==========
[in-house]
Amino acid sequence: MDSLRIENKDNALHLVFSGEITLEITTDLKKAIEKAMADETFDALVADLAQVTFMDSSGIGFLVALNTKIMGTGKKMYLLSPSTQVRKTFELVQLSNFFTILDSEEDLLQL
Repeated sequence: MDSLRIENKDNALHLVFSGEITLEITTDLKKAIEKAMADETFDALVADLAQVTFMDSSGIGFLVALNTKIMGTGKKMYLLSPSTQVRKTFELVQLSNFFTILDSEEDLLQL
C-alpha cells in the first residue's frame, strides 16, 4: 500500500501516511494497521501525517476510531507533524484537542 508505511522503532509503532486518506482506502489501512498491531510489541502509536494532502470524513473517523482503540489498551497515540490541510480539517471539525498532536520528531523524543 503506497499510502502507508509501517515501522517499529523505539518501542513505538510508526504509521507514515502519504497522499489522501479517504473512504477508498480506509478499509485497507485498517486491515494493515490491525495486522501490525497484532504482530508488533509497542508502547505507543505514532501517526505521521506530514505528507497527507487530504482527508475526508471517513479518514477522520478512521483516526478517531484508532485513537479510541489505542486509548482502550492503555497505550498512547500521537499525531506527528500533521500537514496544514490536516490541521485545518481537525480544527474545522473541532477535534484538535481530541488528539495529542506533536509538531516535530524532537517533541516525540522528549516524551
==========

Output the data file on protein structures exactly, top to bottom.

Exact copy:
[in-house]
Amino acid sequence: MDSLRIENKDNALHLVFSGEITLEITTDLKKAIEKAMADETFDALVADLAQVTFMDSSGIGFLVALNTKIMGTGKKMYLLSPSTQVRKTFELVQLSNFFTILDSEEDLLQL
Repeated sequence: MDSLRIENKDNALHLVFSGEITLEITTDLKKAIEKAMADETFDALVADLAQVTFMDSSGIGFLVALNTKIMGTGKKMYLLSPSTQVRKTFELVQLSNFFTILDSEEDLLQL
C-alpha cells in the first residue's frame, strides 16, 4: 500500500501516511494497521501525517476510531507533524484537542 508505511522503532509503532486518506482506502489501512498491531510489541502509536494532502470524513473517523482503540489498551497515540490541510480539517471539525498532536520528531523524543 503506497499510502502507508509501517515501522517499529523505539518501542513505538510508526504509521507514515502519504497522499489522501479517504473512504477508498480506509478499509485497507485498517486491515494493515490491525495486522501490525497484532504482530508488533509497542508502547505507543505514532501517526505521521506530514505528507497527507487530504482527508475526508471517513479518514477522520478512521483516526478517531484508532485513537479510541489505542486509548482502550492503555497505550498512547500521537499525531506527528500533521500537514496544514490536516490541521485545518481537525480544527474545522473541532477535534484538535481530541488528539495529542506533536509538531516535530524532537517533541516525540522528549516524551